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Resources for Transformational Diplomacy

Secretary Condoleezza Rice
Testimony Before the Senate Appropriations Subcommittee on Foreign Operations
Washington, DC
May 10, 2007

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(10:25 a.m. EDT)

SECRETARY RICE: Thank you, Mr. Chairman. Thank you Ranking Member Gregg, members of the subcommittee. Mr. Chairman I will place the full statement into the record so that we might have full time for exchange and I will just start with a few comments.

I appreciate, again, the opportunity to address this committee about the challenges and the opportunities that we face in the United States and that the United States faces in the world today. I look forward to working with you, with members of Congress from both sides of the aisle, so that we can ensure that America's diplomacy and the courageous individuals who undertake it have the necessary resources to protect our national security, to advance our democratic ideals and to improve people's lives throughout the world. With these duties we also reaffirm our responsibility to the American people and that is a responsibility to be the best possible stewards of their hard-earned dollars.

President Bush's fiscal year 2008 International Affairs Budget request for the Department of State USAID and other foreign affairs agencies totals $36.2 billion. In addition, the Administration is requesting $3.3 billion in war supplemental funding in fiscal year 2008, 1.37 billion of that would be for foreign assistance and 1.93 for State Department operations. It's principally to support emergency requirements in Iraq and Afghanistan. This request represents the fundamental investment in our national --

CHAIRMAN LEAHY: If you could withhold a moment.

SECRETARY RICE: Yes.

CHAIRMAN LEAHY: The people in this room are here as guests of the Senate. Obviously, you have a right to express opinions. But when you stand up, in a way you block others who have stood in line. A lot of people have stood in lines for hours for these hearings. We want -- they are televised, but we want people to be able to see the hearings. But when you stand up, you're blocking people behind you and I think that's unnecessary. You can make your point. I realize there are people here who disagree with the war in Iraq, disagree perhaps with what's being said. But I would make it very clear, I will not countenance in any way people being blocked from being able to watch this nor will I countenance in any way disturbances, just so we all understand.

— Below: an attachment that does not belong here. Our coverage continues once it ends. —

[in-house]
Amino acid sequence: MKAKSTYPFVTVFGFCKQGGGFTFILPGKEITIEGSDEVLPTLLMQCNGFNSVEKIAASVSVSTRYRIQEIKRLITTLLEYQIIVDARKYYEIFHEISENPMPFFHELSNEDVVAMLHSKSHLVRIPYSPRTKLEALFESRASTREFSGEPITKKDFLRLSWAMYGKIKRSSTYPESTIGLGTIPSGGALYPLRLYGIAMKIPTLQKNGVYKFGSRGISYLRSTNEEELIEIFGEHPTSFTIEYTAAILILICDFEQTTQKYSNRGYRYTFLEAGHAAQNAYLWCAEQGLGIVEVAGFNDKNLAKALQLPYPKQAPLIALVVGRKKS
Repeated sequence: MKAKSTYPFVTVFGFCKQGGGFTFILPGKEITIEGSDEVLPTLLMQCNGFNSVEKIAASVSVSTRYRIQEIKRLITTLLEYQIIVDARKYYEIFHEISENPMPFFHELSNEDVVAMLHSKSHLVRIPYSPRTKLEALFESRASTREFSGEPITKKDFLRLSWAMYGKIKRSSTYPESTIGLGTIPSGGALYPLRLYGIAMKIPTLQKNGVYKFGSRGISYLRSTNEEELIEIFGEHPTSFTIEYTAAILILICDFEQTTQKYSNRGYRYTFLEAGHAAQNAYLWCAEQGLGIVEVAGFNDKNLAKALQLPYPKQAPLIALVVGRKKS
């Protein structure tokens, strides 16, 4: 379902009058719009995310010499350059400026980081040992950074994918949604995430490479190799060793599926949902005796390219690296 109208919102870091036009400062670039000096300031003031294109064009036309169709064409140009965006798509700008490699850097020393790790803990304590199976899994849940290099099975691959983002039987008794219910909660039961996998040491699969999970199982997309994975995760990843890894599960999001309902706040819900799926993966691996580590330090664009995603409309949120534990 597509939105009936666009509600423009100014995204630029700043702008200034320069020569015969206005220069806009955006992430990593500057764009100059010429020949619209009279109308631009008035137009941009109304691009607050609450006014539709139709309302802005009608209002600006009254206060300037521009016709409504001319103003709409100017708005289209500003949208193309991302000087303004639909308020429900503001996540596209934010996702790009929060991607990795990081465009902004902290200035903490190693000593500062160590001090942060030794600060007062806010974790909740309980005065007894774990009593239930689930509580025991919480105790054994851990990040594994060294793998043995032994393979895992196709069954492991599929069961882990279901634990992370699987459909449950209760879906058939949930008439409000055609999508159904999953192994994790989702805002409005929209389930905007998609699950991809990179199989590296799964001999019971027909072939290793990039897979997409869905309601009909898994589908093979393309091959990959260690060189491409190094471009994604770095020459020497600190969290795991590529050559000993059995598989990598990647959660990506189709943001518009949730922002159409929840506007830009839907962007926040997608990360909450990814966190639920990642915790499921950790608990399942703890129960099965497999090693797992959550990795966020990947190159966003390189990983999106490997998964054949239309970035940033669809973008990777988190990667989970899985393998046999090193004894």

Secretary Rice, please continue.

SECRETARY RICE: Thank you, Mr. Chairman. America remains engaged in a global war on terrorism which is a war of a totally new and different kind. We face a long confrontation in which military strength is important but not sufficient. The defining feature of our world today is its interdependence. The security of the American people depends on the stability and the success of foreign societies. If governments cannot or choose not to meet their responsibilities as sovereign states, nations around the globe are threatened by the resulting chaos and disorder.

The President believes that the defense of our country depends on close integration of our multilateral diplomacy, our development efforts, and our support for human rights and democratic institutions. That is why President Bush's budget designates the Department of State as a national security agency. We must recognize that our Foreign Service, our Civil Service, and Foreign Service nationals are performing a vital national security role, often in difficult and dangerous posts far away from friends and families and in many cases, shoulder-to-shoulder on the front lines with our men and women in uniform. We are asking our civilians to do far more than just manage an existing international order. We are charging them with helping foreign citizens and their governments to transform their countries, to move them toward peace and freedom, prosperity and social justice. This is the national security mission of our Department of State which we refer to as transformational diplomacy.

To succeed in this critical work for the American people, we are making important changes to our Department's organizations both in terms of roles--the roles our people are playing and how we are structuring our foreign assistance programs. We believe strongly that this is a challenging time for America, for our goals of promoting democracy and for the resultant peace that it would bring. But I can tell you that I am very, very proud to lead the men and women of the Department of State. They are great patriots. They're doing hard jobs and I look forward to being before you to talk about the resources that they need to do their job well.

Thank you very much.

2007/389



Released on May 10, 2007

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